The global meeting place for people interested in all things related to SWEETPOTATO

Share your research and experience, ask and answer questions, meet your peers.

Piecemeal versus one-time harvesting of sweet potato in north-eastern Uganda with special reference to pest damage

In north-eastern Uganda, the sweet potato crop of small subsistence farmers is severely affected by many pests, including (rough) sweet potato weevils, nematodes and millipedes. Field experiments with sweet potato (Ipomoea batatas (L.) Lam.) were conducted at Arapai Station in Soroti District, northeastern Uganda in three consecutive seasons to study the differences between the indigenous practice of harvesting piecemeal in combination with storage ‘in-ground on plants’ and one-time harvesting after crop senescence, with special reference to damage caused by sweet potato weevils (Cylas spp.), rough sweet potato weevils (Blosyrus spp.), millipedes (Diplopoda) and nematodes.

 

The area has two rainy seasons per calendar year, the first one with long, reliable rains and the second one with short, unreliable rains. Severe sweet potato weevil damage in the vines was responsible for the mortality of 46% of the plants in Experiment 1, which was carried out during the first rainy season. Starting 3 months after planting (MAP), sizable storage roots could be harvested, although their number and weight declined after 4 MAP with piecemeal harvesting. The highest storage-root yield (17.8 Mg ha–1) was found in Experiment 2 (second rainy season) at the final harvest. The yield of storage roots stored ‘in-ground on plants’ during the prolonged dry season (Experiment 3) was very low compared with the yields of Experiment 1 (first rainy season) and Experiment 2 (second rainy season). Sweet potato weevil damage of the storage roots was significantly less with piecemeal harvesting than with onetime harvesting, and piecemeal harvesting also increased the quality of the storage roots for human consumption and commercial purposes. However, with piecemeal harvesting the rough sweet potato weevil (Blosyrus spp.) caused more storage root damage than with one-time harvesting. No statistically significant differences between the two types of harvesting were found for damage caused by nematodes or millipedes. It was concluded that piecemeal harvesting of sweet potato storage roots contributes to the control of sweet potato weevil in both vines and storage roots and hence improves the quality of the harvested roots.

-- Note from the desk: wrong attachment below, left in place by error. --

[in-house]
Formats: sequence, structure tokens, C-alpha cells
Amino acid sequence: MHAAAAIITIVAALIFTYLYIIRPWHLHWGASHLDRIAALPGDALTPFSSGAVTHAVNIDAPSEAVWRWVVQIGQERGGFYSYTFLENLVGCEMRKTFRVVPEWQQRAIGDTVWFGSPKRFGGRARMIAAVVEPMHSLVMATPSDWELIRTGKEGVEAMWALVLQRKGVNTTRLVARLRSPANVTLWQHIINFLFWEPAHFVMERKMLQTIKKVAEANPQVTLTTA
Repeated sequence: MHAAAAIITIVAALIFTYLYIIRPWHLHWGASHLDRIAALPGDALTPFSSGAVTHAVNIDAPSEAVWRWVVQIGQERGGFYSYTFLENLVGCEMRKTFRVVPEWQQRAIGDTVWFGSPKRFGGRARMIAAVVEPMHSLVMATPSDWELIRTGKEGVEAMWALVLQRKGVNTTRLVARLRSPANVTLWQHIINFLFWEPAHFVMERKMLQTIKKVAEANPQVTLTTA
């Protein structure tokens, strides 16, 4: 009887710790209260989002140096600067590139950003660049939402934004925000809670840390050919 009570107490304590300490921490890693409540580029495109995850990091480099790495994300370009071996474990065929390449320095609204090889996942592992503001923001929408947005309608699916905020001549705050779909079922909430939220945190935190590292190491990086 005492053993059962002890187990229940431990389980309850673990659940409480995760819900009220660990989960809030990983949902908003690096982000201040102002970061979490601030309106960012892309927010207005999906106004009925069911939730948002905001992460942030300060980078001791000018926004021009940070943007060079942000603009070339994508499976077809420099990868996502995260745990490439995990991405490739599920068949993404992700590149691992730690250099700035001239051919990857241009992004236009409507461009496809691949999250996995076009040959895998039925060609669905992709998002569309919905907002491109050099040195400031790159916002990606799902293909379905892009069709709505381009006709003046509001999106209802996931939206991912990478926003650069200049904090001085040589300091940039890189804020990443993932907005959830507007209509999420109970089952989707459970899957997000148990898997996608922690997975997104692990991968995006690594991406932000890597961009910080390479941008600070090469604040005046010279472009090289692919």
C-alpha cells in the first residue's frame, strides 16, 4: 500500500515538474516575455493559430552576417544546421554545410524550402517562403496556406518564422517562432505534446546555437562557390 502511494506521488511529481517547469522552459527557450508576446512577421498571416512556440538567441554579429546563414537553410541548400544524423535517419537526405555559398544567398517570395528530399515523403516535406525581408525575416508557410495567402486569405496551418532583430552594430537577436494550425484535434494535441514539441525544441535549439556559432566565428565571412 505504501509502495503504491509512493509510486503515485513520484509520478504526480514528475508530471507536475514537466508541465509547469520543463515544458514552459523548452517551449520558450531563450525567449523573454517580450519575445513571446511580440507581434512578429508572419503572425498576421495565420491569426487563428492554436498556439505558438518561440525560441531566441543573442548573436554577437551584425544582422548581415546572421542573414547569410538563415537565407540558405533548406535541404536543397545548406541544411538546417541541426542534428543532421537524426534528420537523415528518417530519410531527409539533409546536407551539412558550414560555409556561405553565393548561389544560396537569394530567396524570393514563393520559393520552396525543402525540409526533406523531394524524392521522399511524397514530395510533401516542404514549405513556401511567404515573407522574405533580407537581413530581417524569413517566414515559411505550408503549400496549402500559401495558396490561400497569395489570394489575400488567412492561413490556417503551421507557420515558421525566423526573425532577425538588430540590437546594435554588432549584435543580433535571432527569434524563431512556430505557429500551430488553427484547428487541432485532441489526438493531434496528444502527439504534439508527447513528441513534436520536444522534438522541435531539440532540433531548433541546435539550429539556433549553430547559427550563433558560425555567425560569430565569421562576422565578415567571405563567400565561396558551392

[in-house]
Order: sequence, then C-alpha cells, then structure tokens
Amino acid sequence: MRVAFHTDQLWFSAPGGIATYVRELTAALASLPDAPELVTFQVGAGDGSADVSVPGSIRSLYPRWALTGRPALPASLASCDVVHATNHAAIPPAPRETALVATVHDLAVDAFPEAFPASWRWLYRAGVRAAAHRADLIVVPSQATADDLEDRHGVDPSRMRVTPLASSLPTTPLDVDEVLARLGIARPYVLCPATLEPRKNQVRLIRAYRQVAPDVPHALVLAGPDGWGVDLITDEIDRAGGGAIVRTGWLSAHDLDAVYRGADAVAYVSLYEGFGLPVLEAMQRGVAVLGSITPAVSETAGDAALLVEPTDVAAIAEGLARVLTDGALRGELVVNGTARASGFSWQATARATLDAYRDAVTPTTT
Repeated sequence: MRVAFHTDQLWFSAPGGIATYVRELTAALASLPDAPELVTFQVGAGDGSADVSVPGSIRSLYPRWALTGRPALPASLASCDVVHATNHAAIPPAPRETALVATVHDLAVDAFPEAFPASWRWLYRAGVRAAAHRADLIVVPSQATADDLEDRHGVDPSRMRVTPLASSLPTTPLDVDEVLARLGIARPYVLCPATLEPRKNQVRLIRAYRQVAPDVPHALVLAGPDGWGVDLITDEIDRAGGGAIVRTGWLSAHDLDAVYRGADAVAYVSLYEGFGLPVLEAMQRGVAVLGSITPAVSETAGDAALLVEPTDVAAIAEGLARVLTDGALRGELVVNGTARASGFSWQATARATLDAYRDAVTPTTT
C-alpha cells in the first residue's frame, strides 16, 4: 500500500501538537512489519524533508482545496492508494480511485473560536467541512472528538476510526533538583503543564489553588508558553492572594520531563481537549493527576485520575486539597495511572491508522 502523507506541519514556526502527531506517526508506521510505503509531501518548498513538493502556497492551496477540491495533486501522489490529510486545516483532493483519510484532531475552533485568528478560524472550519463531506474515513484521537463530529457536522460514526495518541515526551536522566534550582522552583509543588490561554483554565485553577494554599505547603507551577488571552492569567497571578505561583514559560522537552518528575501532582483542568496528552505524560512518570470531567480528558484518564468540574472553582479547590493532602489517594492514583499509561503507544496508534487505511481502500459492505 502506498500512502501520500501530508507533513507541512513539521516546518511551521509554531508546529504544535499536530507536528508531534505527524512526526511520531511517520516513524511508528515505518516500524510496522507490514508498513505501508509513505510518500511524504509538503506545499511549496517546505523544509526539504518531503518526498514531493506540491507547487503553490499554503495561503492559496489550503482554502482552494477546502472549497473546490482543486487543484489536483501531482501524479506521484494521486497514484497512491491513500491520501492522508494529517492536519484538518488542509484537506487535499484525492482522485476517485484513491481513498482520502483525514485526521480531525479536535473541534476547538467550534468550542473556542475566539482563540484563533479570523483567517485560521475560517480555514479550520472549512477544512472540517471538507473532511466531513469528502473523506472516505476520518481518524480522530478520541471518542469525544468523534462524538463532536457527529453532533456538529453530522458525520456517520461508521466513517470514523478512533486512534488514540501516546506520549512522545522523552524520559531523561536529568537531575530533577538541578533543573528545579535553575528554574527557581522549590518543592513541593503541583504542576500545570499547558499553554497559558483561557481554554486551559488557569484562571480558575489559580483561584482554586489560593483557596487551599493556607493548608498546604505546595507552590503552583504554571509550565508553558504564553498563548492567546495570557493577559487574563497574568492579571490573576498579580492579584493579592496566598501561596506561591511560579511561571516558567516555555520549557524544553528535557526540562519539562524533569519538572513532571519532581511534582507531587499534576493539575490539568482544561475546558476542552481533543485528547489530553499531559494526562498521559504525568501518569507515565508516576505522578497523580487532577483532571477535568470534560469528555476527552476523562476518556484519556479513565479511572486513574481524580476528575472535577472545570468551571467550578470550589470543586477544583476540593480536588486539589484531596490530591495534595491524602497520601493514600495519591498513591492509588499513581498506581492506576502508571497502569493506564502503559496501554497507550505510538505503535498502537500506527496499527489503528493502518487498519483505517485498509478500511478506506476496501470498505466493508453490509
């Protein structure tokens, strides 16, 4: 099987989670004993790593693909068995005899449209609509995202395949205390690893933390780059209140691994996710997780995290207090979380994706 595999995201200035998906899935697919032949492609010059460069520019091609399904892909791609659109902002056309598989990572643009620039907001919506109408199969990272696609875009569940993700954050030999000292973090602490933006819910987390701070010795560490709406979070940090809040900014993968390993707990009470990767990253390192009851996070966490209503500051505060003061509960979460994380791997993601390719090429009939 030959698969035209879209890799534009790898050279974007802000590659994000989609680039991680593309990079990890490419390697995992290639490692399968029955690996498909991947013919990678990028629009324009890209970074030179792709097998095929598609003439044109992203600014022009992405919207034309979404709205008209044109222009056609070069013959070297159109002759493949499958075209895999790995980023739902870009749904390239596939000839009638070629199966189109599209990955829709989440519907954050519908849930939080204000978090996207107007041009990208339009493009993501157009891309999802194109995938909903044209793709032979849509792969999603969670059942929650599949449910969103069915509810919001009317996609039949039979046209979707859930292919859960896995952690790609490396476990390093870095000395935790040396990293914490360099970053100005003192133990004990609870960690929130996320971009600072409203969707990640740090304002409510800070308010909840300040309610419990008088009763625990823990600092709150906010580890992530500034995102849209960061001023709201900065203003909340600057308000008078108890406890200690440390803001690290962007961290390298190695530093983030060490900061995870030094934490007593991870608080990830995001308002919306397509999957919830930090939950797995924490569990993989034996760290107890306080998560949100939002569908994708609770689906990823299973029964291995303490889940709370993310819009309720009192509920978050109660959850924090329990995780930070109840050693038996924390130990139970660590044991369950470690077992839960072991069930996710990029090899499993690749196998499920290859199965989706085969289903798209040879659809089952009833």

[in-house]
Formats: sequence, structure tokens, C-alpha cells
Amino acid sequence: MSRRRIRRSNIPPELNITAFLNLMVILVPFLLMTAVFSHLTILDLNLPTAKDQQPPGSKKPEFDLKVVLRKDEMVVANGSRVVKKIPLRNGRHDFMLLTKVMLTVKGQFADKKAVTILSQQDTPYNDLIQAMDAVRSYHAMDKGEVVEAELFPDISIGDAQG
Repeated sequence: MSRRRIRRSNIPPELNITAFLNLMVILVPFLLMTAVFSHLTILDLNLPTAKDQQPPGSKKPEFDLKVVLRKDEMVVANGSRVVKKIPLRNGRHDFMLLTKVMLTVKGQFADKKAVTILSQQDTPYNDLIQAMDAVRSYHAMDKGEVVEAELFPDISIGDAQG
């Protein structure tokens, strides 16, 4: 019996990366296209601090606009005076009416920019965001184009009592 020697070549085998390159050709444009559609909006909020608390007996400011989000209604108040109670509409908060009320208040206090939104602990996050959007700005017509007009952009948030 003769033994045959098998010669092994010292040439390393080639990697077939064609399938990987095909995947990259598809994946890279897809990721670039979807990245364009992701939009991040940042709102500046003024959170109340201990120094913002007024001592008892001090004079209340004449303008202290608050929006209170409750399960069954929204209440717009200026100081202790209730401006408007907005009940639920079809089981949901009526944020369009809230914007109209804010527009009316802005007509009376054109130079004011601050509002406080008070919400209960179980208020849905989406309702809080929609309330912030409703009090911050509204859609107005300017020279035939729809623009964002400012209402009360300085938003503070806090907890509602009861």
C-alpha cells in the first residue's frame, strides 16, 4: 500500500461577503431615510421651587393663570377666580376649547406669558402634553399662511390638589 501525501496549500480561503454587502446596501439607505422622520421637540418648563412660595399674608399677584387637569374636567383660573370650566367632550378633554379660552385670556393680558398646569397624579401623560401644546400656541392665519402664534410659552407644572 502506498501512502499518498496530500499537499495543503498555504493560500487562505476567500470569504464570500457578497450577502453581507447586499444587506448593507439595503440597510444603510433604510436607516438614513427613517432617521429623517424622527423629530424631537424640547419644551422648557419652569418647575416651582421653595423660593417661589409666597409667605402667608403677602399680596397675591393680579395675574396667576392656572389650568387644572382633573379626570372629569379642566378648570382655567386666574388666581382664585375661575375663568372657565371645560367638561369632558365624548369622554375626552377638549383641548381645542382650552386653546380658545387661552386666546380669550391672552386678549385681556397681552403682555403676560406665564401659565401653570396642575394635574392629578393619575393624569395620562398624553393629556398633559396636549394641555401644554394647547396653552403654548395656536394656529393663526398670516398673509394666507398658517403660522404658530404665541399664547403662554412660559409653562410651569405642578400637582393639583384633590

As rainfall distribution affects the population dynamics of this weevil this method can only be used during a limited period of the year.

HOW TO CITE

Ebregt, E., P. C. Struik, B. Odongo, and P. E. Abidin. "Piecemeal versus one-time harvesting of sweet potato in north-eastern Uganda with special reference to pest damage." NJAS-Wageningen Journal of Life Sciences 55, no. 1 (2007): 75-92.